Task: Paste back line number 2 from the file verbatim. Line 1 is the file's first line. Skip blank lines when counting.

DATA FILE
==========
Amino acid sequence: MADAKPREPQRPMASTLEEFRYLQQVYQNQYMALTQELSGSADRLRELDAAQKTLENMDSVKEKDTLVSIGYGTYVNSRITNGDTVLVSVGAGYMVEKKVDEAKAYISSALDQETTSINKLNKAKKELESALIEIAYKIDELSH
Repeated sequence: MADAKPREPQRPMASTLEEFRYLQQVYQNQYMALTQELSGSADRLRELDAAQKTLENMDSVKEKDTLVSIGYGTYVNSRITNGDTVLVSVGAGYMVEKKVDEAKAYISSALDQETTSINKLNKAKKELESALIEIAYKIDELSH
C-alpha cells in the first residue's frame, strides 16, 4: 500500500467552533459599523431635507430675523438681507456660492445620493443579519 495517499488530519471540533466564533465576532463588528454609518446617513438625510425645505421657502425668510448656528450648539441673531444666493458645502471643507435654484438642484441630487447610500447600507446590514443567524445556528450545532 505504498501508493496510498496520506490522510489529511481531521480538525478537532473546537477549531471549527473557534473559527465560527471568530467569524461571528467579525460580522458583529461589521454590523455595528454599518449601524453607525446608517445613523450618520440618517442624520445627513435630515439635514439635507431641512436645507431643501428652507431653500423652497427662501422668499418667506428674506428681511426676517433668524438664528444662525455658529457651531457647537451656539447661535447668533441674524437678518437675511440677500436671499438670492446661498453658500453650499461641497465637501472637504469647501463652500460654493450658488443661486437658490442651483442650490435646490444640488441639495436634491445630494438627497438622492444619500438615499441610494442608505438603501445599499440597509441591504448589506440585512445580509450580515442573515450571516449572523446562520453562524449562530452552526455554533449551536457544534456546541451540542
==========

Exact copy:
Repeated sequence: MADAKPREPQRPMASTLEEFRYLQQVYQNQYMALTQELSGSADRLRELDAAQKTLENMDSVKEKDTLVSIGYGTYVNSRITNGDTVLVSVGAGYMVEKKVDEAKAYISSALDQETTSINKLNKAKKELESALIEIAYKIDELSH